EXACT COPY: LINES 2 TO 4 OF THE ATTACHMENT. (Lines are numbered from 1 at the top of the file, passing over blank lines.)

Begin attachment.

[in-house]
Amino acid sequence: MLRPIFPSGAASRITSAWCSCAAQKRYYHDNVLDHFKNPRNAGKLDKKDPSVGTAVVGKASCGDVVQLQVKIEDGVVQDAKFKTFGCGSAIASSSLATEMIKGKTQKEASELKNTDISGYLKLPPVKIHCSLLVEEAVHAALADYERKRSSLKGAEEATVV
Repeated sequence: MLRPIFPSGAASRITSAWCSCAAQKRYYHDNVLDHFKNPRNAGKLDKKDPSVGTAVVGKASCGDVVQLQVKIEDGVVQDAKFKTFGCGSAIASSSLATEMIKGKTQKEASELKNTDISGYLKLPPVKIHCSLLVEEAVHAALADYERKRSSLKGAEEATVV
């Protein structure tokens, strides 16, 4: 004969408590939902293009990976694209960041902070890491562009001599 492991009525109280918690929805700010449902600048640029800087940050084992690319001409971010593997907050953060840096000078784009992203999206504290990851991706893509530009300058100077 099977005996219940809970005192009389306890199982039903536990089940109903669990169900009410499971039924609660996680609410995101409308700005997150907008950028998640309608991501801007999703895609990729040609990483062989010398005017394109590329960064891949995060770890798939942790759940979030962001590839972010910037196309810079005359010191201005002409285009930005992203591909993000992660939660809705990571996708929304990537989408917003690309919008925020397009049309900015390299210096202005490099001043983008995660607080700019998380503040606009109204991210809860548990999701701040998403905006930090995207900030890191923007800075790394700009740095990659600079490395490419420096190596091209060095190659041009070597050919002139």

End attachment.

Amino acid sequence: MLRPIFPSGAASRITSAWCSCAAQKRYYHDNVLDHFKNPRNAGKLDKKDPSVGTAVVGKASCGDVVQLQVKIEDGVVQDAKFKTFGCGSAIASSSLATEMIKGKTQKEASELKNTDISGYLKLPPVKIHCSLLVEEAVHAALADYERKRSSLKGAEEATVV
Repeated sequence: MLRPIFPSGAASRITSAWCSCAAQKRYYHDNVLDHFKNPRNAGKLDKKDPSVGTAVVGKASCGDVVQLQVKIEDGVVQDAKFKTFGCGSAIASSSLATEMIKGKTQKEASELKNTDISGYLKLPPVKIHCSLLVEEAVHAALADYERKRSSLKGAEEATVV
């Protein structure tokens, strides 16, 4: 004969408590939902293009990976694209960041902070890491562009001599 492991009525109280918690929805700010449902600048640029800087940050084992690319001409971010593997907050953060840096000078784009992203999206504290990851991706893509530009300058100077 099977005996219940809970005192009389306890199982039903536990089940109903669990169900009410499971039924609660996680609410995101409308700005997150907008950028998640309608991501801007999703895609990729040609990483062989010398005017394109590329960064891949995060770890798939942790759940979030962001590839972010910037196309810079005359010191201005002409285009930005992203591909993000992660939660809705990571996708929304990537989408917003690309919008925020397009049309900015390299210096202005490099001043983008995660607080700019998380503040606009109204991210809860548990999701701040998403905006930090995207900030890191923007800075790394700009740095990659600079490395490419420096190596091209060095190659041009070597050919002139």